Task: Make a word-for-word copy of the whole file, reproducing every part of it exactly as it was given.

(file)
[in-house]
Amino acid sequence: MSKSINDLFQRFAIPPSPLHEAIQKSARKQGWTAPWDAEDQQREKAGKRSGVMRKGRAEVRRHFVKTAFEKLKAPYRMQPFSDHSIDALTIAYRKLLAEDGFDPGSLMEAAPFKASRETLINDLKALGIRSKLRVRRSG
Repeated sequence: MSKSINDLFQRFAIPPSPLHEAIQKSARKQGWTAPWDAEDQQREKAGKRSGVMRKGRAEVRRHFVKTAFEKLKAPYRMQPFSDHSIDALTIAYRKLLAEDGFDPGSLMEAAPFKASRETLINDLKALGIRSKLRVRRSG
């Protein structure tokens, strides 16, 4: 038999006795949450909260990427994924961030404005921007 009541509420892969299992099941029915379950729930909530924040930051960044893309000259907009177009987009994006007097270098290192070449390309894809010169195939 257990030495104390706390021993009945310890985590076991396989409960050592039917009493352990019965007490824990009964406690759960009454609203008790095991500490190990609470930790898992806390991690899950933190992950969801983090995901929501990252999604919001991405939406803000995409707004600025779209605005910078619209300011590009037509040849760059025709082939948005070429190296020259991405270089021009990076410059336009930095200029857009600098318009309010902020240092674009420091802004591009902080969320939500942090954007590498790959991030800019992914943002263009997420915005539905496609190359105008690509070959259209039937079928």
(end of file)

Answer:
[in-house]
Amino acid sequence: MSKSINDLFQRFAIPPSPLHEAIQKSARKQGWTAPWDAEDQQREKAGKRSGVMRKGRAEVRRHFVKTAFEKLKAPYRMQPFSDHSIDALTIAYRKLLAEDGFDPGSLMEAAPFKASRETLINDLKALGIRSKLRVRRSG
Repeated sequence: MSKSINDLFQRFAIPPSPLHEAIQKSARKQGWTAPWDAEDQQREKAGKRSGVMRKGRAEVRRHFVKTAFEKLKAPYRMQPFSDHSIDALTIAYRKLLAEDGFDPGSLMEAAPFKASRETLINDLKALGIRSKLRVRRSG
């Protein structure tokens, strides 16, 4: 038999006795949450909260990427994924961030404005921007 009541509420892969299992099941029915379950729930909530924040930051960044893309000259907009177009987009994006007097270098290192070449390309894809010169195939 257990030495104390706390021993009945310890985590076991396989409960050592039917009493352990019965007490824990009964406690759960009454609203008790095991500490190990609470930790898992806390991690899950933190992950969801983090995901929501990252999604919001991405939406803000995409707004600025779209605005910078619209300011590009037509040849760059025709082939948005070429190296020259991405270089021009990076410059336009930095200029857009600098318009309010902020240092674009420091802004591009902080969320939500942090954007590498790959991030800019992914943002263009997420915005539905496609190359105008690509070959259209039937079928």